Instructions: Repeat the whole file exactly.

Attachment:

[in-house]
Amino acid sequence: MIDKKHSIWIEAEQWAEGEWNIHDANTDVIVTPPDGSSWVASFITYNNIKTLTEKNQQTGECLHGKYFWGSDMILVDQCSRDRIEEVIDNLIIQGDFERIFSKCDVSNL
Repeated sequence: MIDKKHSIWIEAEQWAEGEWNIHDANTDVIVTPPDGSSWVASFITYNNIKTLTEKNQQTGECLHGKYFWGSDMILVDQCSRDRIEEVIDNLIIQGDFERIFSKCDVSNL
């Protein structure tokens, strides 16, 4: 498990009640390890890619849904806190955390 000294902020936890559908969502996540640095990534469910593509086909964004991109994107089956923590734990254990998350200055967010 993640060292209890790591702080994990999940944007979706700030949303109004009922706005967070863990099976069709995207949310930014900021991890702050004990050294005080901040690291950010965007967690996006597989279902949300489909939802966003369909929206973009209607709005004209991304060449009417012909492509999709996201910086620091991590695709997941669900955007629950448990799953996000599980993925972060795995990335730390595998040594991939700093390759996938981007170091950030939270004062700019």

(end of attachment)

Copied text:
[in-house]
Amino acid sequence: MIDKKHSIWIEAEQWAEGEWNIHDANTDVIVTPPDGSSWVASFITYNNIKTLTEKNQQTGECLHGKYFWGSDMILVDQCSRDRIEEVIDNLIIQGDFERIFSKCDVSNL
Repeated sequence: MIDKKHSIWIEAEQWAEGEWNIHDANTDVIVTPPDGSSWVASFITYNNIKTLTEKNQQTGECLHGKYFWGSDMILVDQCSRDRIEEVIDNLIIQGDFERIFSKCDVSNL
């Protein structure tokens, strides 16, 4: 498990009640390890890619849904806190955390 000294902020936890559908969502996540640095990534469910593509086909964004991109994107089956923590734990254990998350200055967010 993640060292209890790591702080994990999940944007979706700030949303109004009922706005967070863990099976069709995207949310930014900021991890702050004990050294005080901040690291950010965007967690996006597989279902949300489909939802966003369909929206973009209607709005004209991304060449009417012909492509999709996201910086620091991590695709997941669900955007629950448990799953996000599980993925972060795995990335730390595998040594991939700093390759996938981007170091950030939270004062700019």